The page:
Thermocouples and Infrared Sensors
Thomas Seebeck discovered in 1821 that when two wires composed of dissimilar metals are joined at both ends and one of the ends is heated, there is a continuous current which flows in the thermoelectric circuit. (Seebeck effect). The junctions can be exposed, grounded or ungrounded. The thermocouple is normally directly connected to a standard temperature controller. Commercial thermocouples are inexpensive, interchangeable, are supplied with standard connectors, and can measure a wide range of temperatures. In contrast to most other methods of temperature measurement, thermocouples are self powered and require no external form of excitation. The main limitation with thermocouples is accuracy; system errors of less than one degree Celsius (°C) can be difficult to achieve. Nearly all thermocouples are custom made with lead times of one to two days.
Other elements in a closed loop heating cycle:
- temperature controller
- heating element
- electrical power switching
Thermocouples are classified with letters and are color coded. The most common types are J (black)-, K (yellow)-, S & R (green) and T- (blue) type. The wire color indicates what type of thermocouple it is. (example: white + red wire insulations are used for J-type thermocouples; the colors of jacks and plugs for a J-type thermocouple is black.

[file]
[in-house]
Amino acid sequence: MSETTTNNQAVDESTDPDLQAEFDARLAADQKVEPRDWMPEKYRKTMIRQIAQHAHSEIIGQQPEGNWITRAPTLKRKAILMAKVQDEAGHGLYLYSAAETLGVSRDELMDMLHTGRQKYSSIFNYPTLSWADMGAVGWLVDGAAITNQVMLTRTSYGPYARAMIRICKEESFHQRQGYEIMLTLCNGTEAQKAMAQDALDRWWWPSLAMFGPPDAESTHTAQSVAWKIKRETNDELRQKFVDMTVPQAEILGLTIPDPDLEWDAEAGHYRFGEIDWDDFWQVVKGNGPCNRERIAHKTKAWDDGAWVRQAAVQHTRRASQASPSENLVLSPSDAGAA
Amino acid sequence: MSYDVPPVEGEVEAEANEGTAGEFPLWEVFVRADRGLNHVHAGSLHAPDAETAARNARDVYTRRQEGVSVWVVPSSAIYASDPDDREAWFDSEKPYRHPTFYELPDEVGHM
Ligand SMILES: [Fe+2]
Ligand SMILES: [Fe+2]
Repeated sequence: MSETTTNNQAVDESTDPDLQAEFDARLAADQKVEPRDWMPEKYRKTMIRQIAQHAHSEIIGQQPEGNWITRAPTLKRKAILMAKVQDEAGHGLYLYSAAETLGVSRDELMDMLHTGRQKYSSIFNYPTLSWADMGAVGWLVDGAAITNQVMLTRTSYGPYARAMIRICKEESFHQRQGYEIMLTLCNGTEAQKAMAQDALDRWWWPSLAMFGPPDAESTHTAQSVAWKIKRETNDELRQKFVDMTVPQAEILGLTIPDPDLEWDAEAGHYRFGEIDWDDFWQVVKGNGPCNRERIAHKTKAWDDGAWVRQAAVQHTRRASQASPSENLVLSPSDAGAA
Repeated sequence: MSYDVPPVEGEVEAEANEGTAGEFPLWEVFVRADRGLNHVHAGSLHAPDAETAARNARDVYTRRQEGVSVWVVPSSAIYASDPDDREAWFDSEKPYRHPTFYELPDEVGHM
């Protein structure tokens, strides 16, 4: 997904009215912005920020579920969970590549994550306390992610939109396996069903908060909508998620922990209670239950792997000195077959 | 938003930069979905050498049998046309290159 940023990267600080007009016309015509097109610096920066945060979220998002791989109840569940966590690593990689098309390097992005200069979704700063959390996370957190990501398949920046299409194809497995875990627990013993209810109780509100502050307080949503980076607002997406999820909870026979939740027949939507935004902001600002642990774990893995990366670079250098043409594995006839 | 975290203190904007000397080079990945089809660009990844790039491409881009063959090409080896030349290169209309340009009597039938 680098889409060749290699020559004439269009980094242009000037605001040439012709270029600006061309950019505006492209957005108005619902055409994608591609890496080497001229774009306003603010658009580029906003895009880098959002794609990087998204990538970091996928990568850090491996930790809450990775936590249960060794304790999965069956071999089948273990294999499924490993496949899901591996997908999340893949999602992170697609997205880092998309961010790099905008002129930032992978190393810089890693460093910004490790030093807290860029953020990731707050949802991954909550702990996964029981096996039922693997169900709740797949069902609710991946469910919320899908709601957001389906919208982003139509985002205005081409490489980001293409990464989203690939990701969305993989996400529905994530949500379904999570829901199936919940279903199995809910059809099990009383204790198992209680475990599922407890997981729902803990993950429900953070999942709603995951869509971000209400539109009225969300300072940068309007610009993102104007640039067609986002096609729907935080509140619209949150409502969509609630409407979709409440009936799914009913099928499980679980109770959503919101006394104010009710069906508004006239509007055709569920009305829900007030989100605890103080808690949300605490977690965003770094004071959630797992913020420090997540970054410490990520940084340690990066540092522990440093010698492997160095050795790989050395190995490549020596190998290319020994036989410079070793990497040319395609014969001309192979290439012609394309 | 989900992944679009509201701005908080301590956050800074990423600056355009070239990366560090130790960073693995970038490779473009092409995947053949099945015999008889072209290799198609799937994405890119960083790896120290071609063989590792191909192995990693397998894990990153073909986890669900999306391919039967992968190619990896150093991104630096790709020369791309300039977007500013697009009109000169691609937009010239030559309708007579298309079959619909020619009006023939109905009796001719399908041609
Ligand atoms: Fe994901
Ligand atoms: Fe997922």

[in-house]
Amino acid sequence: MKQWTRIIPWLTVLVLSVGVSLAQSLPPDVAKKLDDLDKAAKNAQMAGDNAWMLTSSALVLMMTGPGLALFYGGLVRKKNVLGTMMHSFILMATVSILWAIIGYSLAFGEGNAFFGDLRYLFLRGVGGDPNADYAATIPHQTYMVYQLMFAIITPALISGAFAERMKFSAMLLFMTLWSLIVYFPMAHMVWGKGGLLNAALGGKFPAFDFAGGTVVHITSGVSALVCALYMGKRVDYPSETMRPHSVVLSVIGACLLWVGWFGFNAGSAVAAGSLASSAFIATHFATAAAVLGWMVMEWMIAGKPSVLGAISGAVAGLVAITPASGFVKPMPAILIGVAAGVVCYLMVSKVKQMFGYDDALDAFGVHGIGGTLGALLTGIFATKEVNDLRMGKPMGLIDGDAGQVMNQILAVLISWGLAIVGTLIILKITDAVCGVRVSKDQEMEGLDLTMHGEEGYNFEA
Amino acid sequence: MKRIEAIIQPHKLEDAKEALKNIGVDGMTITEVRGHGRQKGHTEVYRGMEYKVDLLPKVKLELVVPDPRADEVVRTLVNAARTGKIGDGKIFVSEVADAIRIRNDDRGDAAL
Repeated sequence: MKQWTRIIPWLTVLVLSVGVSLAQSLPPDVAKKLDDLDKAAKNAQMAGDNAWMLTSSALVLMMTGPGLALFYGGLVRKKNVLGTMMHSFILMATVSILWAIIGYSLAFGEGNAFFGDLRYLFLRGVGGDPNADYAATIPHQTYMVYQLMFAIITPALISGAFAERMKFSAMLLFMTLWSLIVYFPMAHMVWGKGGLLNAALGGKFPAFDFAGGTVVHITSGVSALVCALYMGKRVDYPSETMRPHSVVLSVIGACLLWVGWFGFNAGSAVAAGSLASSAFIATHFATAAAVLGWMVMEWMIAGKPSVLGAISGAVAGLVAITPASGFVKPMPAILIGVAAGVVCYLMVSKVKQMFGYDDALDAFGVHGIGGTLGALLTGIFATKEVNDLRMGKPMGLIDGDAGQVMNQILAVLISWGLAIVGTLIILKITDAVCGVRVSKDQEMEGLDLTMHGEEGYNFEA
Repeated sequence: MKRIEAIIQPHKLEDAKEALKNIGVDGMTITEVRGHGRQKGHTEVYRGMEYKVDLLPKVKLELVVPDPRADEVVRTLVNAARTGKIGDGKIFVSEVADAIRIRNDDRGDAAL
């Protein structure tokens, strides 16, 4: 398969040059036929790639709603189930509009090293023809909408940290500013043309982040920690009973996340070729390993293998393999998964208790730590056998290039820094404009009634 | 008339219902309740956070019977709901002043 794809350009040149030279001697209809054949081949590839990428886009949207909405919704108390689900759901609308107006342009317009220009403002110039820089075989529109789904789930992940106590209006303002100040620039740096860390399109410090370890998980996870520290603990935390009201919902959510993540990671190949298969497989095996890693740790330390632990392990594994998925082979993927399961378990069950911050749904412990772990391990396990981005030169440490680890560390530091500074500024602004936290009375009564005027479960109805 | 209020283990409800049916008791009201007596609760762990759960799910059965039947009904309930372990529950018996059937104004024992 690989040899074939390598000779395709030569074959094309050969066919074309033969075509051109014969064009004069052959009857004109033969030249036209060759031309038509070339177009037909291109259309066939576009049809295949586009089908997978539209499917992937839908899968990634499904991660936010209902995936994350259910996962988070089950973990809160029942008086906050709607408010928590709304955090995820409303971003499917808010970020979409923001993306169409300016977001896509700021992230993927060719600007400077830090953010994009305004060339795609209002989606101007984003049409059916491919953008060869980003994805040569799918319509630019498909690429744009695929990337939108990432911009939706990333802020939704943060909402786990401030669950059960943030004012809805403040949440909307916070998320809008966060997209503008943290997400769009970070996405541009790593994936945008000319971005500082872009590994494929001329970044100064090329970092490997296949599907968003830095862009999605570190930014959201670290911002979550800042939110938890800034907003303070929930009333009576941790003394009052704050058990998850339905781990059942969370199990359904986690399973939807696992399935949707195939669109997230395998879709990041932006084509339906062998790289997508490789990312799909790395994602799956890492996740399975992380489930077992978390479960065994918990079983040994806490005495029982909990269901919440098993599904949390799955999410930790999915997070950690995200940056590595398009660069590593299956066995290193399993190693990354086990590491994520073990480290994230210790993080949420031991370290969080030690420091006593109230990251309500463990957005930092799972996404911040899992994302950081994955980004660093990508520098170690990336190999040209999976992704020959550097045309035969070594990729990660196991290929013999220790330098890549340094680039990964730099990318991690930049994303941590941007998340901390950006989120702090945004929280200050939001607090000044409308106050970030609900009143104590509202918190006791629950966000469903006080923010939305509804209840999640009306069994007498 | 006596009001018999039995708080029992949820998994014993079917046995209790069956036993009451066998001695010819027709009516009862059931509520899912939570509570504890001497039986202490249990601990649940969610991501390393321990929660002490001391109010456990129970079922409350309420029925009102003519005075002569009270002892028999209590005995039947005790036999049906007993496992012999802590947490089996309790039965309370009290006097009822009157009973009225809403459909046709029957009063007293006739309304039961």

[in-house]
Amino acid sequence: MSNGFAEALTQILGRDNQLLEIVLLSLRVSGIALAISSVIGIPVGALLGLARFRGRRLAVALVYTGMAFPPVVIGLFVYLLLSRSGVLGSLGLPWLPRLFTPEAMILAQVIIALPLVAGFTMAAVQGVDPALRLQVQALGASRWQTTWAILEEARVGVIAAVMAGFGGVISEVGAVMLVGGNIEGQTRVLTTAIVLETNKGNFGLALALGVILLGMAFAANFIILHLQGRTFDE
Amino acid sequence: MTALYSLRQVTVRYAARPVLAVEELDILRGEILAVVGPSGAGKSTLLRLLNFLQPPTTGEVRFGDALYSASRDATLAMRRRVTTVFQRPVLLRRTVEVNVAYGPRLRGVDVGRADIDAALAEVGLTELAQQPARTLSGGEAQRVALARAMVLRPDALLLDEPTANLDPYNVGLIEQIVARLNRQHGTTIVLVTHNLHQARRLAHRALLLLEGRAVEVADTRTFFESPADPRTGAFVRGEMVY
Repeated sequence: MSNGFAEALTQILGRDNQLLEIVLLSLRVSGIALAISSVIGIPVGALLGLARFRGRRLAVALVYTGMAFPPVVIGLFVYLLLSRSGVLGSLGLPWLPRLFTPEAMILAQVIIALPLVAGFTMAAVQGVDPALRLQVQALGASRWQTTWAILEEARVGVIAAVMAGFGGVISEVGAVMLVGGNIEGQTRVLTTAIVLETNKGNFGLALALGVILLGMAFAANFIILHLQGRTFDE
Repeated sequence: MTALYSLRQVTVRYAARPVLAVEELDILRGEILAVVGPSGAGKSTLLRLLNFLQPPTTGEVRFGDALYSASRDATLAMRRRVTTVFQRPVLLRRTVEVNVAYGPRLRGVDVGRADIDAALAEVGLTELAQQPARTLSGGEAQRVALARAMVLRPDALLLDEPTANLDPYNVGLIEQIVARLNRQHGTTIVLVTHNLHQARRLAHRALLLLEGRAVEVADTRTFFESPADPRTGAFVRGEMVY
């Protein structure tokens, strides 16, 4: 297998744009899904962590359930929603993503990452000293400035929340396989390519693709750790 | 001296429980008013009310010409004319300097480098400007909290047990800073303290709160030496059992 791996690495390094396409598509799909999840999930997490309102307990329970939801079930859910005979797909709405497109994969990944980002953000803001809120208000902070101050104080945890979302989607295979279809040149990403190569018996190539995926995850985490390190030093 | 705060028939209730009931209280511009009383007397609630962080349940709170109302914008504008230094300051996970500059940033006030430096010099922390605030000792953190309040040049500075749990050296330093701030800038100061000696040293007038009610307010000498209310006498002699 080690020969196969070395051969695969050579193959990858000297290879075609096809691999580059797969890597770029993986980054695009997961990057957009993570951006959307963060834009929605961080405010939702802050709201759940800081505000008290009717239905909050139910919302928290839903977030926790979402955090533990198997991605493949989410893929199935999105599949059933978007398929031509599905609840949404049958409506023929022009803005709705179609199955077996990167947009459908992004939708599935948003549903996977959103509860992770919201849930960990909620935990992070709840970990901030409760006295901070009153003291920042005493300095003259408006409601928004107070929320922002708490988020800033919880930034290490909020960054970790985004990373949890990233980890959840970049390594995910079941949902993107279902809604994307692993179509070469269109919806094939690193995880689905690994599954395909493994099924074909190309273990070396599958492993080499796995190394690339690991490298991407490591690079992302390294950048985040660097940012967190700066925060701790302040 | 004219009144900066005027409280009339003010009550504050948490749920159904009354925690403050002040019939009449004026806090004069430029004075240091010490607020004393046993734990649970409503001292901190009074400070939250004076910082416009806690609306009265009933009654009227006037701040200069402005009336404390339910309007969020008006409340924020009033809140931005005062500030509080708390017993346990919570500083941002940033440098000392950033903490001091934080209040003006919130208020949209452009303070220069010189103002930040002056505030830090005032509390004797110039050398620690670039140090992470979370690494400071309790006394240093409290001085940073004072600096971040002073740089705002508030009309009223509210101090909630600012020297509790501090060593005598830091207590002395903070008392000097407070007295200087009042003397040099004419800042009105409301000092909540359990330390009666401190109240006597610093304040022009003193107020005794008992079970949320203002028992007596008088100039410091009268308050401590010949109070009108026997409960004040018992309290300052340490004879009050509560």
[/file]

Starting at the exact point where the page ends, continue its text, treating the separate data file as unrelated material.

A couple important things:
- Thermocouples measure their own temperature.
- Thermocouples can err in reading their own temperature, especially after being used for a while, or if the insulation between the wires loses its resistance due to moisture or thermal conditions
- Beware of electrical hazards using thermocouples, they are electrical conductors.
- Thermocouples DO NOT MEASURE AT THE JUNCTIONS! They can't, it is physically impossible to have a temperature gradient at a point.
- The distance between thermocouple and heater element will generate a thermal lag which can be compensated by the temperature controller.
- The advantages of thermocouples like self powered, simple, inexpensive and useful for wide temperature ranges often times overcome the disadvantages like non-linear, least sensitive and least stable.
High temperature thermocouples are defined as sensors used at temperatures of 2000 degF and beyond. These sensors are generally made from noble metals. These types of thermocouples can measure temperatures up to 4200 degF and are used in high temperature laboratory and industrial furnaces. Thermocouples made out of noble materials are expensive. Thermocouples must be selected to meet application conditions. Selection considerations are:
- Temperature (select type J, K,B, S, R, C or other)
- Response time (larger diameter reduce response time)
- Service life (larger diameter increases service life)